Nvidia's Next-Generation RTX GPU [3060, 3070, 3080, 3090]

Discussion in 'Architecture and Products' started by Shortbread, Sep 1, 2020.

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  1. PSman1700

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    Intel still at the top with their i9.
     
  2. trinibwoy

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    Sweet I just upgraded from a 4790k to a 5950x. Would be nice to see clock normalized results too.

    Some of those numbers don’t look right though. Why is a 10700k so much faster than a 9900k. They’re basically the same chip.
     
    #342 trinibwoy, Dec 10, 2020
    Last edited: Dec 10, 2020
  3. iroboto

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  4. DegustatoR

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    Note that the benchmark is done in 720p and while it shows the CPU scaling it's highly unlikely to be close to what you'll get out of these CPUs in 1080p and above - higher resolutions will be GPU limited mostly.
     
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  5. iroboto

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    Indeed! I just was blown away how fast CPUs moved since my purchase.
     
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  6. trinibwoy

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    Went to Microcenter yesterday and saw a guy walking out with the last 3060 Ti. They got a batch of cards in the morning but never updated inventory on the website. Seems the only way to snag a card at MSRP is to camp out everyday or just plain luck.
     
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  7. arandomguy

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    They aren't all using the same memory speed (and I guess latency, but timings are specified).

    It looks like they are testing each CPU with "stock" memory speeds (maybe even "stock" JEDEC timings? Not specified.). Except at the top with the 2 OC results.

    On a related note the slight scaling for the >8c/16t CPUs may not necessarily be due to core count but larger caches. Might need testing using "emulated" lower core counts which would maintain cache.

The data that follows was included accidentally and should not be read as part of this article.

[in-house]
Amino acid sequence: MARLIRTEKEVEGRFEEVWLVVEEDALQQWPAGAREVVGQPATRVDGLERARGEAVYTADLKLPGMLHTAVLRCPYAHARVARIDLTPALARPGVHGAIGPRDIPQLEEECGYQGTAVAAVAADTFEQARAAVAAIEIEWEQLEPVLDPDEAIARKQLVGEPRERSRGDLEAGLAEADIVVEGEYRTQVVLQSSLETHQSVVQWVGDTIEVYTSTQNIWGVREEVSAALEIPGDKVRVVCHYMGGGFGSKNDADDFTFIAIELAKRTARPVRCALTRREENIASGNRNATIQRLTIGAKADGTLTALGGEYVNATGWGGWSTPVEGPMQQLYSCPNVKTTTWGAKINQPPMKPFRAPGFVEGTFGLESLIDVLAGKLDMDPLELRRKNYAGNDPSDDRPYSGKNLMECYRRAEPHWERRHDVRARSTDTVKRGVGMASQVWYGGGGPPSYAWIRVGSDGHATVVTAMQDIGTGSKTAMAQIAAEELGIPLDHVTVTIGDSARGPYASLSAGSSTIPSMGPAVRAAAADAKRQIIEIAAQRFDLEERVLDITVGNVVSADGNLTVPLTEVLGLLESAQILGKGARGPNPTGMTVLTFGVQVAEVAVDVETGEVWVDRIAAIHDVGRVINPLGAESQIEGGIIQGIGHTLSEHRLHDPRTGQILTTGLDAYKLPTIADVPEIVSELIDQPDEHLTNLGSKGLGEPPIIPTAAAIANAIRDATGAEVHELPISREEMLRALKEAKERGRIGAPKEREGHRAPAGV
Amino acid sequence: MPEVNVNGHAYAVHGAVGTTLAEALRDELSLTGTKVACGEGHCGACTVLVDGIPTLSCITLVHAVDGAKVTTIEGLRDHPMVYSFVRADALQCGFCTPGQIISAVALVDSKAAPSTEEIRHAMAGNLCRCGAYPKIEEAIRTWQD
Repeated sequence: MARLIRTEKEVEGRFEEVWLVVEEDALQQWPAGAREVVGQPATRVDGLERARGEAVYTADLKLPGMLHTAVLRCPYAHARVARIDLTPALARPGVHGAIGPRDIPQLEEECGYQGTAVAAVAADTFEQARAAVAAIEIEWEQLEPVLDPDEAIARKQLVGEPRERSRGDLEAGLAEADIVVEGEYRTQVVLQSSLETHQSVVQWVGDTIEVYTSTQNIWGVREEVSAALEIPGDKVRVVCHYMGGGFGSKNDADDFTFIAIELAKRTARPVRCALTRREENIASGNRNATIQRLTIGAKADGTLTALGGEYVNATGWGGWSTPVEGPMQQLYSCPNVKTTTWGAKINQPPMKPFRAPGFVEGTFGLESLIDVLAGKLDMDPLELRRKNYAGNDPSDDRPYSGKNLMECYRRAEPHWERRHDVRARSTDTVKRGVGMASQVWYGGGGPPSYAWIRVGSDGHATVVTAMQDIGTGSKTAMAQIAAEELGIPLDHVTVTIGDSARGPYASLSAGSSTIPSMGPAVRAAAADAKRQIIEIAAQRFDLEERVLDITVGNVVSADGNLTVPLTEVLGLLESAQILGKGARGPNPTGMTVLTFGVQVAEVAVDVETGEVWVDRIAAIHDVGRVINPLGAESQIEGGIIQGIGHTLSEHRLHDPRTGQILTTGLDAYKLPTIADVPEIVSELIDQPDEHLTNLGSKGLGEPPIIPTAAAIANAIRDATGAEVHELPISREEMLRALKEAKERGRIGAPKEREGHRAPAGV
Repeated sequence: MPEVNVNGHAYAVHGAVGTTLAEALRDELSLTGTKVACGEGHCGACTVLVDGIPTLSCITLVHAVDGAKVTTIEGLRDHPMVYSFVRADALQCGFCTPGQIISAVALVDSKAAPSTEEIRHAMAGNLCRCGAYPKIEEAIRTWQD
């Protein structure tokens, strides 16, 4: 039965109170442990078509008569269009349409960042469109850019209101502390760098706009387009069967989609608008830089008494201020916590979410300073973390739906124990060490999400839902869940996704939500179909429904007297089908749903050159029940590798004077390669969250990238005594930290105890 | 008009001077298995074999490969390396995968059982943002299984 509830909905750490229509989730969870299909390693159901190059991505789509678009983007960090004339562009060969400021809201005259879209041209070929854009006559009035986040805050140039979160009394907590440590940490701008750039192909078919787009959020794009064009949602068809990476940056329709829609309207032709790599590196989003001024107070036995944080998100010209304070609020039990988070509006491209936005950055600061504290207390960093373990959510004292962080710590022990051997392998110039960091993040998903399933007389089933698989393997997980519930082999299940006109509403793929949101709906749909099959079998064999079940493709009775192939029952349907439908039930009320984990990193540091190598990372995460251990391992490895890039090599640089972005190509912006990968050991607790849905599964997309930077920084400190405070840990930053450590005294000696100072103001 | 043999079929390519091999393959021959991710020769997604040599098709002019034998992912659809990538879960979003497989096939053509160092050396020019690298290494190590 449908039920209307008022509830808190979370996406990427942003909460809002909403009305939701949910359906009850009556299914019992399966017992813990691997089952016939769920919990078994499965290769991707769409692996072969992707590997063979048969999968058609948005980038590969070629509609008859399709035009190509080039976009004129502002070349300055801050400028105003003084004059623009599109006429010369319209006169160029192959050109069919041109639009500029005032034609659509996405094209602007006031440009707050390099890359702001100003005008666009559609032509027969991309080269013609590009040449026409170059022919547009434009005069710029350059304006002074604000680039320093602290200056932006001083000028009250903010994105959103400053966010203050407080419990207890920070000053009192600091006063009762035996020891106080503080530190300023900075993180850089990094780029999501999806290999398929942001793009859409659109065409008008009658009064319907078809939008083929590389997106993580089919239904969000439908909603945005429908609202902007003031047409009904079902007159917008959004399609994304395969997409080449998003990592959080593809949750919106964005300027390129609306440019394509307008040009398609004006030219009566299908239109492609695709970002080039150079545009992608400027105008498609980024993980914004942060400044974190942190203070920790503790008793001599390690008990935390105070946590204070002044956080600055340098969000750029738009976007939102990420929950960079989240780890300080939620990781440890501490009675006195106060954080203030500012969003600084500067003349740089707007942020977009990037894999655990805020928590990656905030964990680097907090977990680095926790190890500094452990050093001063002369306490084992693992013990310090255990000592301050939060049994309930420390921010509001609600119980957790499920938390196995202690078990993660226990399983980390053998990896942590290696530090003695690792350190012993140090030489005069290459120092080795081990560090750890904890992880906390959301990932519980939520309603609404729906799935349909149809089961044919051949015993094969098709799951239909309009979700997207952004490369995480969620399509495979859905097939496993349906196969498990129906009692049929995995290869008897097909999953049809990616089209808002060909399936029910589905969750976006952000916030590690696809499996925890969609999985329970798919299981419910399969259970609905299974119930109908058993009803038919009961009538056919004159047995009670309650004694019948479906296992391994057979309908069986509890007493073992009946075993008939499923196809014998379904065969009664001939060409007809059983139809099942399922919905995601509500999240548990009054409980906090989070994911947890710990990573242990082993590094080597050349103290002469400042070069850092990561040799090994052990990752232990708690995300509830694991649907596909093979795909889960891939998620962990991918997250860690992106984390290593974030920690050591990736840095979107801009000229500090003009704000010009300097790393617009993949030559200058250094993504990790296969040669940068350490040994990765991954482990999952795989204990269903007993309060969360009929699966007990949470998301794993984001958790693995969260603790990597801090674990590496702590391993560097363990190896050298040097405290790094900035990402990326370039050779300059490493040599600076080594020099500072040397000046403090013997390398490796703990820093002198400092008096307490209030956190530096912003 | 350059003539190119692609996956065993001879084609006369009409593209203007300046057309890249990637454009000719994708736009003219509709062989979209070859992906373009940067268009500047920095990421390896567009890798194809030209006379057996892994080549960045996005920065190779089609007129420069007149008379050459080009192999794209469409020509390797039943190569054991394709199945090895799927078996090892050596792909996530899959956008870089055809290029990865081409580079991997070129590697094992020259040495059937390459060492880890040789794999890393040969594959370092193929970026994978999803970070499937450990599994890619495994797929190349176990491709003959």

I always forgot the x08 GPU for some reason.

    Also Nvidia might have another chip that was done at Samsung as well. It was never confirmed but Orin is speculated to use Samsung's 8nm automotive node.
     
    #347 arandomguy, Dec 10, 2020
    Last edited: Dec 10, 2020
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  8. trinibwoy

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    https://www.techspot.com/article/2164-cyberpunk-benchmarks/

    “We're also keen to look at CPU performance as the game appears to be very demanding on that regard. For example, we saw up to 40% utilization with the 16-core Ryzen 9 5950X, and out of interest we quickly tried the 6-core Ryzen 5 3600 as that’s a very popular processor. We're happy to report gameplay was still smooth, though utilization was high with physical core utilization up around 80%.”

    Coverage of RT and DLSS was reserved for a follow up article. At least HWUB is consistent :-D
     
    #348 trinibwoy, Dec 11, 2020
    Last edited: Dec 11, 2020
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  9. BRiT

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  10. trinibwoy

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    My local Microcenter got a pretty big drop this morning. Lots of 3090’s, 80’s and 70’s from different AIBs. I would guess at least 50 cards total.

    I snagged an ASUS 3090. Officially next gen ready!
     
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  11. Man from Atlantis

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    I just finished downloading the Cyberpunk.

    ALU/FMA rate is around 1/2, slightly lower than Control's 3/5.

    [​IMG]
     

    Attached Files:

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  12. Jawed

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    Looking at the highlighted "SM Occupancy" row, the "background" behind the mostly green and mustard areas is either dark or light grey. The key seems to imply that those areas are "Active SM unused warp slots" and "Idle SM unused warp slots". Is that the correct interpretation?

    There's 3.6ms of "Dispatch Rays", which is about 14.5% of the frame time.
     
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  13. Man from Atlantis

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    Yeah, it seems correct. Also BuildRaytracingAccelerationStructure takes 2.01ms which in total with dispatch RT takes 22.3% of the frame time. DLSS Quality (barrier 958) takes 0.94ms as well.
     
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  14. trinibwoy

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    Im surprised at the relatively low memory activity during ray dispatch. VRAM is barely touched and L2 hit rates aren’t spectacular. A piece of the puzzle seems to be missing.

    Edit: actually L2 rates look decent. I suppose that means the BVH doesn’t require that much space and can fit into the relatively small L2.
     
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  15. Wesker

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    RE: Cyberpunk 2077 performance:

    There's a fix/edit for those with Ryzen CPUs to increase minimum frames by around 10-15%:



    tl;dr: there seems to be an issue with the game running a CPU check based on GPUOpen. It basically causes the game to assign non-Bulldozer AMD CPUs less schedulers threads. People suspected it was due to some kind of gimping due to ICC, but this is not the case.

    Hopefully this'll be addressed in an upcoming patch.